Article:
For some reason, when you search online for how to setup multiple versions of PHP on your Debian or Ubuntu server you will find many articles that state that you have to compile PHP manually. This is not true, as I will demonstrate. Compiling is not necessary, it’s complicated for less experienced users and requires you to install many additional packages on your server.
Having multiple versions is actually quite easy. You just need to install two prerequisites:
apt-get install apt-transport-https ca-certificates
Get the GPG key
wget -O /etc/apt/trusted.gpg.d/php.gpg https://packages.sury.org/php/apt.gpg
Add custom repository:
echo 'deb https://packages.sury.org/php/ jessie main' >> /etc/apt/sources.list.d/php.list
Update apt cache:
And now you are able to install different versions of PHP alongside each other. For example you could install PHP 7.1 and php extension for this version like this:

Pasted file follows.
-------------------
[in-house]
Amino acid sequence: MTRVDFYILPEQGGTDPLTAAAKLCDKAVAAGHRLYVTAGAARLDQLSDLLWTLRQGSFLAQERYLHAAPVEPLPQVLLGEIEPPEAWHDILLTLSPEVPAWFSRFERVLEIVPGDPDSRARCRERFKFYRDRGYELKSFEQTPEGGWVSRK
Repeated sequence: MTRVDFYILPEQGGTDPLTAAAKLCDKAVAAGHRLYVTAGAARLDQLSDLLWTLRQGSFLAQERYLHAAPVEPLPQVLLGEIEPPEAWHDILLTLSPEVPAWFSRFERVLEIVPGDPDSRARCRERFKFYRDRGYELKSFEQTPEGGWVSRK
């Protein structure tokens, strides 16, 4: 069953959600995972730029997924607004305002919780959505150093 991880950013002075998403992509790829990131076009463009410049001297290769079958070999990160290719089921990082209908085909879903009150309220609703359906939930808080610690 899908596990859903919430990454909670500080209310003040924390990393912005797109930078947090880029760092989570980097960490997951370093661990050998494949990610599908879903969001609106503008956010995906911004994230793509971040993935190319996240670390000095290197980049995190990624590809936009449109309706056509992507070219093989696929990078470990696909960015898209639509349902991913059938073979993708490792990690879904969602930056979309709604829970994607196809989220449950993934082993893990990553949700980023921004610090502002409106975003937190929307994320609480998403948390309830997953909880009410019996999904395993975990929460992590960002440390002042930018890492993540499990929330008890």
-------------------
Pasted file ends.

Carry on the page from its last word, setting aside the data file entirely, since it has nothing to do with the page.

apt-get install php7.1 php7.1-fpm php7.1 php7.1-mysql
PHP 7.1 will be installed to /usr/bin/php7.1 and symlink will be made in /etc/alternatives that will enable you to call this version of PHP from the command line with just ‘php’ command. Other versions you install from sury.org will be set up in similar manner. One thing is worth mentioning here – when setting cron jobs that execute PHP scripts via CLI you should set absolute path (e.g. /usr/bin/php7.0), or the version of PHP will change at some point if you install more version of PHP or upgrade your server and that could potentially cause problems with some PHP applications.
Configuring your web server to use this version of PHP is not that hard and there are multiple ways to do this. For example, this is how I configured Apache for an application that requires PHP 7.1:
PHP-FPM is configured to listen to loopback network interface on port 9071 in /etc/php/7.1/fpm/pool.d/www.conf by commenting out the default socket and adding a new entry, like this:
;listen = /run/php/php7.1-fpm.sock
listen = 127.0.0.1:9071
That’s all there is to it.